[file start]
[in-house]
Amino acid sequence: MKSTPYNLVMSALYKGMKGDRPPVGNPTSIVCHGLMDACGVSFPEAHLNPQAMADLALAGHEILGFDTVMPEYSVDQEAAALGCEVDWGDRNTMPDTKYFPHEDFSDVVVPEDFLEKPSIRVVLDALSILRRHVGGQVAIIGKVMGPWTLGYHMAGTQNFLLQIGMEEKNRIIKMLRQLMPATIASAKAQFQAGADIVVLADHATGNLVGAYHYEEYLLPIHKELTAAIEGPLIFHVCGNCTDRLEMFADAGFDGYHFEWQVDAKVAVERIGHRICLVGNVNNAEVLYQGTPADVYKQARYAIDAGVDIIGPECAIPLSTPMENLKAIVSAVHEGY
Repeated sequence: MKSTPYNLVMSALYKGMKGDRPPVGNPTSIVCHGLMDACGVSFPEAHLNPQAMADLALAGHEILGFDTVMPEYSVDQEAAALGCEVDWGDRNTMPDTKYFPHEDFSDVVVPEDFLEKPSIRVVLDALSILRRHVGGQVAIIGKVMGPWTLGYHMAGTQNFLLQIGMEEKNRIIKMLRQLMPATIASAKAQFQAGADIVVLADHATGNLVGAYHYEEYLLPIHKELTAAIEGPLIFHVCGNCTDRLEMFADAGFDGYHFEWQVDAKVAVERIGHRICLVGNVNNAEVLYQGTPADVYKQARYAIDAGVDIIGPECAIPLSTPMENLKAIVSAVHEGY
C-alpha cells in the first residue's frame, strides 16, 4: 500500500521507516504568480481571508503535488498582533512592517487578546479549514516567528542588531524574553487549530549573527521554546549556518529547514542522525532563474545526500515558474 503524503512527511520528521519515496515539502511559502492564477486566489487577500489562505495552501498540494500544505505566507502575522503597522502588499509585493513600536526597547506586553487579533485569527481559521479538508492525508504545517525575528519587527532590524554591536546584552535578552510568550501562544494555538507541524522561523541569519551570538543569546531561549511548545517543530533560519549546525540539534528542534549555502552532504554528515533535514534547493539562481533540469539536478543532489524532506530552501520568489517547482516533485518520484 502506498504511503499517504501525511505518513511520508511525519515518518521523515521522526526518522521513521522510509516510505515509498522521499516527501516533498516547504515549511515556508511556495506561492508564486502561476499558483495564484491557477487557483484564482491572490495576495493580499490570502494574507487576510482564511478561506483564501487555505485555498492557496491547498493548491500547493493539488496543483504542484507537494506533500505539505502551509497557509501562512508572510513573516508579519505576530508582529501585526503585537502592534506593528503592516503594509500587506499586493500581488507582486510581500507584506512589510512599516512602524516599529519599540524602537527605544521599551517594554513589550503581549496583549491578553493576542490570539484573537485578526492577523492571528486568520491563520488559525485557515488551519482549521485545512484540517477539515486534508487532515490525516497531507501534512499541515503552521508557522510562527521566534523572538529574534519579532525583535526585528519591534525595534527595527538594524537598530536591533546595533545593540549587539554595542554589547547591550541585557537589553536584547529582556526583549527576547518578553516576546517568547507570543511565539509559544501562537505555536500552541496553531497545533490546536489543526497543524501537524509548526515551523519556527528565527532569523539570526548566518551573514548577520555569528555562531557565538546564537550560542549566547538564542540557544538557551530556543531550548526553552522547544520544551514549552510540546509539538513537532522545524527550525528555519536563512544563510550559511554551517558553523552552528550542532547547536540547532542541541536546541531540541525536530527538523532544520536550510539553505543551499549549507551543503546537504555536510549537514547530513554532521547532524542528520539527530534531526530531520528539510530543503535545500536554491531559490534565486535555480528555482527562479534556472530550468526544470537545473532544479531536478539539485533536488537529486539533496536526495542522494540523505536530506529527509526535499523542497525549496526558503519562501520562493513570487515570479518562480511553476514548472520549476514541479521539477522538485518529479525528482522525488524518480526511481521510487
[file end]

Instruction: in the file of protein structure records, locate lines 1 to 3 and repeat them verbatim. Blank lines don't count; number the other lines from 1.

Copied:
[in-house]
Amino acid sequence: MKSTPYNLVMSALYKGMKGDRPPVGNPTSIVCHGLMDACGVSFPEAHLNPQAMADLALAGHEILGFDTVMPEYSVDQEAAALGCEVDWGDRNTMPDTKYFPHEDFSDVVVPEDFLEKPSIRVVLDALSILRRHVGGQVAIIGKVMGPWTLGYHMAGTQNFLLQIGMEEKNRIIKMLRQLMPATIASAKAQFQAGADIVVLADHATGNLVGAYHYEEYLLPIHKELTAAIEGPLIFHVCGNCTDRLEMFADAGFDGYHFEWQVDAKVAVERIGHRICLVGNVNNAEVLYQGTPADVYKQARYAIDAGVDIIGPECAIPLSTPMENLKAIVSAVHEGY
Repeated sequence: MKSTPYNLVMSALYKGMKGDRPPVGNPTSIVCHGLMDACGVSFPEAHLNPQAMADLALAGHEILGFDTVMPEYSVDQEAAALGCEVDWGDRNTMPDTKYFPHEDFSDVVVPEDFLEKPSIRVVLDALSILRRHVGGQVAIIGKVMGPWTLGYHMAGTQNFLLQIGMEEKNRIIKMLRQLMPATIASAKAQFQAGADIVVLADHATGNLVGAYHYEEYLLPIHKELTAAIEGPLIFHVCGNCTDRLEMFADAGFDGYHFEWQVDAKVAVERIGHRICLVGNVNNAEVLYQGTPADVYKQARYAIDAGVDIIGPECAIPLSTPMENLKAIVSAVHEGY